March 25 (Bloomberg) -- Societe Generale SA is on pace to sell a record volume of structured notes tied to multiple assets in Asia, which is driving growth for the lender in the market.
The bank’s sales in the region of the so-called hybrid notes have jumped by about 50 percent this year from the first quarter in 2012 to the largest amount for any January-March period, Julien Lascar, regional head of distribution, said in a phone interview, declining to provide a total figure. Issuance last year more than tripled to a record in Asia, which accounts for more than half the lender’s global hybrid-note sales.
“In terms of popularity of the products, I think it’s growing,” Hong Kong-based Lascar said. “Asia is definitely outperforming the rest of the world.”
The notes spread risks across a mix of assets to pay annual coupons higher than 5 percent, he said. Low volatility in underlying markets is making it harder for issuers to create attractive terms using single instruments as smaller price swings reduce the value of options embedded in structured notes.
The investments provide “quite good risk management,” said Stephen Pau, senior portfolio manager at Veco Invest Asia Ltd. in Hong Kong, a wealth-management firm that buys structured notes. “You don’t have to do asset allocation yourself and you don’t have to keep abreast of markets.”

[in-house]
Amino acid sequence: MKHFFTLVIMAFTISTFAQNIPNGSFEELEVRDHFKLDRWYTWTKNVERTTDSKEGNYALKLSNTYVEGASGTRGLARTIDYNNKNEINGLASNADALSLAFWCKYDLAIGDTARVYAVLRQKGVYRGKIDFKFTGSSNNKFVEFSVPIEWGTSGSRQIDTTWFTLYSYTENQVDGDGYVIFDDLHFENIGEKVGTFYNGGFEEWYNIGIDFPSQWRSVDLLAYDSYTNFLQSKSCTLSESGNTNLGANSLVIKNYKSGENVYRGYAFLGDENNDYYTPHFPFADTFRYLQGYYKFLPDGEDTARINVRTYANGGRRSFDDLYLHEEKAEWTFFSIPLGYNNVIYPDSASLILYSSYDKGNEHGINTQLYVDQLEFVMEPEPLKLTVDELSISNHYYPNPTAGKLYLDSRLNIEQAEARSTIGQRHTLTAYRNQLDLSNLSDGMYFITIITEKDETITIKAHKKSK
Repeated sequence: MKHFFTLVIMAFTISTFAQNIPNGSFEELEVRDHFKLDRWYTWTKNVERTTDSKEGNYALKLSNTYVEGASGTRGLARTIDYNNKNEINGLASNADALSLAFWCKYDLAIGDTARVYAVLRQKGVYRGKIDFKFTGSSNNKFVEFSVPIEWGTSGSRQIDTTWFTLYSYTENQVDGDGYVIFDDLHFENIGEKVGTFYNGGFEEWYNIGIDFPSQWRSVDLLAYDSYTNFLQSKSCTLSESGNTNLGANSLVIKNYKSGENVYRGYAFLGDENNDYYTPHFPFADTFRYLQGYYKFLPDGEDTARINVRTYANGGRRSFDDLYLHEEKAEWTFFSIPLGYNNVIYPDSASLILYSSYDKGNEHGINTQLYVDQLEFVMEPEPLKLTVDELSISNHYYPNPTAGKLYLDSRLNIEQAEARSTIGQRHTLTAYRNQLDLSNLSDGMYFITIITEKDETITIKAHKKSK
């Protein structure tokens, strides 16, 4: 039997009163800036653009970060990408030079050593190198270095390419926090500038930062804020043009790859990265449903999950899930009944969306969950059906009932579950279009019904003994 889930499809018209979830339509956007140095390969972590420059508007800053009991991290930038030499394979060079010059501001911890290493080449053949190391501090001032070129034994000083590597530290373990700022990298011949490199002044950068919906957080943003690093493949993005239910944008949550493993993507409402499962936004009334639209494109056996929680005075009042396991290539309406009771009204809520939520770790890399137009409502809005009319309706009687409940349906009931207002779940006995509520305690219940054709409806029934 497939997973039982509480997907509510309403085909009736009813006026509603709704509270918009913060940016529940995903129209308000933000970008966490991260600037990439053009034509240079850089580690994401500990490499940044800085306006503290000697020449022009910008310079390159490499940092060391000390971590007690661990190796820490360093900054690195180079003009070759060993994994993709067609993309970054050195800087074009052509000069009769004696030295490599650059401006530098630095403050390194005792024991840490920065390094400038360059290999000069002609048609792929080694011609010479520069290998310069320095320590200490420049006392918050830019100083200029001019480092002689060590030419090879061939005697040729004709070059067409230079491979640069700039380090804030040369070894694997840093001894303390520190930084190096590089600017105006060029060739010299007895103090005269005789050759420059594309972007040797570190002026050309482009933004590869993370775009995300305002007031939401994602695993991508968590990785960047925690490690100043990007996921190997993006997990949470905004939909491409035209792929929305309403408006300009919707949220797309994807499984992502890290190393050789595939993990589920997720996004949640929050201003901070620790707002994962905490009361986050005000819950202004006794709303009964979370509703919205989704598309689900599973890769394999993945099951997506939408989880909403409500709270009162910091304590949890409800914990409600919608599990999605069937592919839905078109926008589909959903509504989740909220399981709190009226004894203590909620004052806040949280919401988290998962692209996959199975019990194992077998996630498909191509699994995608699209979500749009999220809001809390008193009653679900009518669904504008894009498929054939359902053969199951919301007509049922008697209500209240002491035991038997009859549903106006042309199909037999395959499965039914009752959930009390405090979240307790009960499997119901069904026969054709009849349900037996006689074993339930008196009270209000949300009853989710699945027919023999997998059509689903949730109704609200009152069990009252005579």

The Paris-based bank’s hybrid notes sold in Asia typically use two underlying assets, Lascar said. The lender has a pool of more than 30 pairs of assets, ranging from equities to commodities, after mostly using combinations of interest rates and currencies only in 2011, Lascar said. The latest additions to reference gauges include equity indexes for the European, Hong Kong, South Korean and Taiwanese markets, Lascar said. Among currencies, the yuan and Taiwanese dollar are gaining popularity, he said. Singapore, Taiwan and Japan are the largest markets for the products in Asia, with sales in Hong Kong catching up, Lascar said.
The situation in Europe remains a risk, he said. Lawmakers in Cyprus rejected a levy on bank deposits on March 19, raising concern that the debt crisis in the region may worsen. “If, for any reason, Europe was to show instability again, we know it will probably mean more questions from our investors about taking our name,” Lascar said.
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